[poppies, hoeing]

It’s poppy season! Oriental poppies and Shirley poppies and California poppies. Unfortunately, no Himalayan poppies. And no bread seed poppies, yet. Each species has similarly delicate petals, yet each species also has its own character.
The Oriental poppies (Papaver orientalis), the first to open in my garden, have enormous heads of tissue paper thin petals in traffic-stopping red. I visited a garden last weekend in which were growing Oriental poppies with petals in soft pink, with white petals, or with, even more traffic-stopping than my fire engine red poppies, orange-red blossoms.

Corn poppies (P. rhoeas) are waiting their turn right next to my Oriental poppies. They have similarly fuzzy foliage but the foliage is more upright growing. And the flower heads, still closed in bud, are hanging downwards from the ends of thin, upright flower stalks. They will soon open to an intense red suggestive of blood, which is why paper reproductions of them are passed out on Memorial Day in remembrance of soldiers killed in war. These are the poppies that naturally populated the World War I battlefields and cemeteries, as immortalized in John McCrae’s poem “In Flanders Fields”
In Flanders fields the poppies blow
Between the crosses, row on row,
That mark our place; and in the sky
The larks, still bravely singing, fly
Scarce heard amid the guns below.
On to the more cheery California poppies (Eschscholtzis californica), which blanket California hillsides with yellow flowers having just a hint of orange. These poppies grows near ground level and also keeps their flowers there.
Like corn poppies, California poppies are easily grown from seed scattered on the ground in late winter. Growing either poppy requires faith because their seeds are almost as fine as dust. Yet the plants transplant poorly, so in situ sowing is the only way to grow them. I always get an abundance of Shirley poppies sprouting. The California ones also probably sprout but most get shaded out by the surrounding, more exuberant flowers and weeds.
Bread seed poppies (P. somniferum) are also annuals, but need no sowing. They self-sow profusely on their own, so this week I spent some time un-sowing them, i.e. weeding out excess. They grow quickly, rising to cap the 2 to 3 foot high flower stalks with what look like balls of crepe paper in pink, white, and lavender, with occasion flowers having only single rows of petals.
I forgot to mention Welsh poppies (Meconopsis cambrica), which actually started to bloom a little before the Oriental poppies. I originally grew Welsh poppies only to try my hand with its genus, Meconposis. Welsh poppy is easy, even self-seeding to some degree.
Himalayan poppy (M. betonicifoliais) the Meconopsis I’ve really wanted to grow. Unfortunately, it needs cool summer temperatures. Both times I raised plants from seed, they grew well until July, when they collapsed, dead, from the heat and humidity.

Welsh poppy produces a whorl of gray-green leaves from the center of which rises a flower stalk capped by a flower whose pale salmon flowers stare straight ahead, right at you. They’re not as pretty as the clear blue of Himalayan poppies, but pretty enough, especially considering the non-effort needed to grow them.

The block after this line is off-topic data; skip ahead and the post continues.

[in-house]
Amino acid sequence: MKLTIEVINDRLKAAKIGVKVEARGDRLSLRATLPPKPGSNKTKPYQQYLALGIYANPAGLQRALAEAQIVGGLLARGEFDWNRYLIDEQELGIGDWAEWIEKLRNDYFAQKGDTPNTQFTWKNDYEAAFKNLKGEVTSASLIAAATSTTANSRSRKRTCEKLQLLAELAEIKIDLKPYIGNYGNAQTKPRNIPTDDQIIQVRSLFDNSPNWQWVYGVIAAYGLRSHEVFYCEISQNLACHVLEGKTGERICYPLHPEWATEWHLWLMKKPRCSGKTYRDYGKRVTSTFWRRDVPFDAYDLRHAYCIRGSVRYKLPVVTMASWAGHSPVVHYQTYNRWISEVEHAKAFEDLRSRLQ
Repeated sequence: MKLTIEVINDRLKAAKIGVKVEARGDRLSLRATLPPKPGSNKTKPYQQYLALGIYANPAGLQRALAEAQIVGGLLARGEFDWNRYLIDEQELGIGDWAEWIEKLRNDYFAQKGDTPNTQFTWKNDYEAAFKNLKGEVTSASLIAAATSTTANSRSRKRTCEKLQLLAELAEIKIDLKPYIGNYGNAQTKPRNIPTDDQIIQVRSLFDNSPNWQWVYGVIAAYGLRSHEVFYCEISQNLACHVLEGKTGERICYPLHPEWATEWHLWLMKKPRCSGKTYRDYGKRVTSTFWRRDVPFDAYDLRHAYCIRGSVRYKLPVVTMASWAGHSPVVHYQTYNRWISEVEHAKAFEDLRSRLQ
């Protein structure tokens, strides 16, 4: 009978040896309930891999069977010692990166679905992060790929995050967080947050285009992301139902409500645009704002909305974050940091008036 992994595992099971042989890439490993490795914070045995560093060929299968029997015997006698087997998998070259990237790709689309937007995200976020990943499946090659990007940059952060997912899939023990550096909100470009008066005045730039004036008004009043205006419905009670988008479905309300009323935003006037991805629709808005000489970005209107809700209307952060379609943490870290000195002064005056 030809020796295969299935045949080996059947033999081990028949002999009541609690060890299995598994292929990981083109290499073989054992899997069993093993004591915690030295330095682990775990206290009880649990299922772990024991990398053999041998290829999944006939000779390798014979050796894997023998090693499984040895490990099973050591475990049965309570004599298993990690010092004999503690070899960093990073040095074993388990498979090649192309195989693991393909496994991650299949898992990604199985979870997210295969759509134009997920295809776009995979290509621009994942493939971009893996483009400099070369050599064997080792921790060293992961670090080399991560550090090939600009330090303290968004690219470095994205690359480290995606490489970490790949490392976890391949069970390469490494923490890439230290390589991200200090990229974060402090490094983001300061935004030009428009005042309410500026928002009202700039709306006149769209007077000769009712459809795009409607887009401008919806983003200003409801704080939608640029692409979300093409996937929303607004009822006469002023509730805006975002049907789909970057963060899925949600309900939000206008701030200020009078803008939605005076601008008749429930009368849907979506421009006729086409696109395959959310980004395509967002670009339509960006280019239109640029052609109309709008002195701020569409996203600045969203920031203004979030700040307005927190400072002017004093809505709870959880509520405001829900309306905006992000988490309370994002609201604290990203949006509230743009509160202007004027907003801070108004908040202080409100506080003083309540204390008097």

Black locust trees burst into bloom at the end of May, in a particularly profuse display this year. Much better than the show of the blossoms was their sweet perfume suffusing the air all over the countryside.
Abundant rain and warm weather have made for a good crop of weeds this season. Their abundance was a little daunting, at first. (Yes, even to the guy that wrote a book titled Weedless Gardening. “Weedless” in, this case, means free from weed problems; I do do some weeding.)
The thing to do is to take a deep, calming breath, and do what you have to do: weed. In my garden, weeds release easily from the soft soil so I pull the few deep-rooted ones out, roots and all.
I use a hoe where a bunch of small weed seedlings are popping up, but – very important – a hoe with a sharp blade that I can skim along a fraction of an inch beneath the soil surface to separate the roots from the tops of small weeds. Being too small to have stored any energy yet, the plants die.

A number of hoes do this job well, including the colinear hoe, push hoe, scuffle hoe, pointed action hoe, stirrup hoe, wire weeder, and (the one I use) winged weeder. The thing all these hoes have in common is a sharp blade that sits parallel to the surface of the ground when you hold the handle in hoeing position. I recently realized a need for a hoe with a smaller blade that I could squeeze into the 4” row spacings in some of my vegetable beds so I bent the blade of a cheap steak knife at almost a right angle and taped and screwed its handle to a 5 foot length of bamboo.
Any of these hoes make quick and pleasant work of weeds if used regularly, which means before weeds grow big. Sometimes I’ll even run the hoe quickly down some rows before weeds even appear. This preemptive move snuffs out any weeds starting to germinate and keeps the soil surface loose.
As the season progresses, weeds will have a harder time of it because of drier soil and stiff competition from garden plants – if you and I keep on top of them now.
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